Democracy and rights
The Bahamas is a stable democracy where
political and civil rights are generally well respected.
However, discrimination of Haitians mainly occurs and
violent crime is a growing social problem.
Elections are conducted in orderly forms in the
Bahamas and political parties can act freely.
Offers a comprehensive list of airports in Bahamas, including international airports with city located, size and abbreviation, as well as the biggest airlines.
Rules designed to prevent corruption are relatively
weak and there is no special authority to deal with
charges of corruption. Domestic critics claim that
widespread corruption has contributed to an economic
downturn and rising taxes (see Current Policy).
Corruption trials have been launched against several
former ministers in recent years. Nevertheless, the
Bahamas is relatively good in the Transparency
International index of corruption levels, ranked 29 out
of 180 countries (see the full list here).
Haitian migrants are being discriminated against. It
is common for Haitians to be rejected and forced back to
their home country without their residence permit
applications being tested. Local and international human
rights organizations have long criticized the Bahamas
for not having a refugee policy that grants everyone the
same rights. The conditions in the country's refugee
refugee camps, where both children and adults are
interned, are said to be bad and the staff is accused of
Freedom of expression and media
Both press and freedom of speech prevail and are well
respected in practice.
However, slander is not decriminalized. Anyone
sentenced to slander can be sentenced to up to two years
in prison, although this is rarely the case.
The Bahamas is not included in Reporters without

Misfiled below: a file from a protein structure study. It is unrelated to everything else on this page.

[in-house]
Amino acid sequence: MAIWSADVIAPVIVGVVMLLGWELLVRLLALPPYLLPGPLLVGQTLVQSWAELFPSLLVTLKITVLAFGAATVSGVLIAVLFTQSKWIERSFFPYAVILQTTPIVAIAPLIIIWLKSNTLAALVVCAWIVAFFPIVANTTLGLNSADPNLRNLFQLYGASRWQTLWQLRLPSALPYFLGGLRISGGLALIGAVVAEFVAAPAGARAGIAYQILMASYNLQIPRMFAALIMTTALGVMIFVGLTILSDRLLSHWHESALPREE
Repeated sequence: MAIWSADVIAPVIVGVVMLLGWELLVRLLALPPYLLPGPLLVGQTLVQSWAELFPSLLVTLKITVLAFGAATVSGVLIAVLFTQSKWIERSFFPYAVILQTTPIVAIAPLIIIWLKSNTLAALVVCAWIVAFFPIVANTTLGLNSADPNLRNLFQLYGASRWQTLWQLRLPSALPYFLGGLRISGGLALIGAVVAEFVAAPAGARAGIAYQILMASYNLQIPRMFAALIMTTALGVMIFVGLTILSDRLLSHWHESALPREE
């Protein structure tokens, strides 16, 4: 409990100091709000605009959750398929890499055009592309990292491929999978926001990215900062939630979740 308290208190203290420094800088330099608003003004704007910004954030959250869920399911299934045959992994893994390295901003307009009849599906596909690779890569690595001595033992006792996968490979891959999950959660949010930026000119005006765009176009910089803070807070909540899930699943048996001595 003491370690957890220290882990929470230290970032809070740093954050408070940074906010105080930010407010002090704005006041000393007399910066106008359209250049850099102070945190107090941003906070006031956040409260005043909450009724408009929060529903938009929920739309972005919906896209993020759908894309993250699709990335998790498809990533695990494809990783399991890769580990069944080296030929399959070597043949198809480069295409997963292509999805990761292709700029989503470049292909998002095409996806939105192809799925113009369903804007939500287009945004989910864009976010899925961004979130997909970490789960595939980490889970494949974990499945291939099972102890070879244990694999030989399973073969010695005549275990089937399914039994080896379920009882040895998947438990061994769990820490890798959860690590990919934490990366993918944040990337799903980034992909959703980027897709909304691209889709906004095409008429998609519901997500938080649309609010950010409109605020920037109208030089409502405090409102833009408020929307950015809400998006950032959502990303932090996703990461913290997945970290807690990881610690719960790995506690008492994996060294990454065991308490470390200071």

Borders Press Freedom Index.
Judicial system and legal security
The courts may seem free from political interference,
but receive criticism for long waiting times. The
authorities estimate that almost half of the prisoners
have not received their sentences. The country's only
prison is overcrowded and the prisoners have inadequate
access to ventilation, water and medical care. The death
penalty is sentenced, but no execution has taken place
since 2000. The Privy Council, the UK body that acts as
the highest legal body, ruled in 2006 that the death
penalty violates the country's constitution. Amnesty
International criticizes Bahamian police for assault.
The crime of violence is widespread. In particular,
the number of murders is large; The Bahamas is ranked
between 10th and 15th among the world's countries in
terms of the number of murders per inhabitant. The
violence mainly affects people involved in illegal
activities, but the United States has designated the
Bahamas as a country where the smuggling of drugs,
weapons and people pose worrying problems that can
affect even outsiders. In 2016, reports of cocaine
smuggling between South America and the United States
are increasingly passing through the Bahamas, which has
taken over some of the previous traffic through Central